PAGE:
Fresh squid should be moist, glistening, and ivory coloured. Pink, yellow or purple meat indicates its deterioration. The body is covered with a thin skin that could be removed before cooking. Cooked squid is opaque white, slightly sweet, very firm yet tender.
Squid is a great source of many minerals and vitamins: iron – essential for producing red blood cells; calcium – that helps build strong bones and teeth; zinc and selenium – supporting the proper functioning of the immune system; vitamin B3 – facilitating metabolism; vitamin B12 – beneficial for the nervous system.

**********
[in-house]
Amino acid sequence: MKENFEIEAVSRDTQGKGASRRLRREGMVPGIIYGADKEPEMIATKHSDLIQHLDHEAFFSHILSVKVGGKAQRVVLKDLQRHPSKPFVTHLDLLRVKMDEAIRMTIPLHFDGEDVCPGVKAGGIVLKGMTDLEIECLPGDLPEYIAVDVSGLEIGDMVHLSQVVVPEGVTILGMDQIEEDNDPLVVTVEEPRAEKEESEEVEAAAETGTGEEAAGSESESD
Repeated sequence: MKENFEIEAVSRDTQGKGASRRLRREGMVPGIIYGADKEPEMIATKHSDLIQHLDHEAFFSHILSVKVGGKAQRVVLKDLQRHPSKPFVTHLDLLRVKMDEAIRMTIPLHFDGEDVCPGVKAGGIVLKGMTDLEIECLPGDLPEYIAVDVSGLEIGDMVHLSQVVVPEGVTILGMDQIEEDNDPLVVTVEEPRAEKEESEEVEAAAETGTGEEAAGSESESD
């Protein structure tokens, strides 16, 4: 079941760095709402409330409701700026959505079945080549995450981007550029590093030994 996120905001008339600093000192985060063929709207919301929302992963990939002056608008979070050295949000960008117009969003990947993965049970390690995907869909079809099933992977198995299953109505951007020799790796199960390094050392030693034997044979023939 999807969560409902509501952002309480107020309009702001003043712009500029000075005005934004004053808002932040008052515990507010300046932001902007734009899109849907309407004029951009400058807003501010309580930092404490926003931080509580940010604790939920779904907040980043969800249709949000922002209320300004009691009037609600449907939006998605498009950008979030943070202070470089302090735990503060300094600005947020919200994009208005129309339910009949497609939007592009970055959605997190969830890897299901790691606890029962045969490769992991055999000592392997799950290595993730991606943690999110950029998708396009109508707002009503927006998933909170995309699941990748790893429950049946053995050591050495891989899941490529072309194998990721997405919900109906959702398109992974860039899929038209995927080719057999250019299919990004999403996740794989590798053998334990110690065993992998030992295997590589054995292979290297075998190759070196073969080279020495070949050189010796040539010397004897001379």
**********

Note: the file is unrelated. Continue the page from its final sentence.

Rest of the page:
The secret to tender squid is to cook it either quickly or for around half an hour. Tubes can be stuffed and baked in various sauces, rings can be battered and fried. Squid should not be overcooked (a few minutes is usually enough), or it will turn tough. If one does overcook, they should keep cooking for 20 minutes more, and it will become tender again. Baked squid should be cooked this long anyway.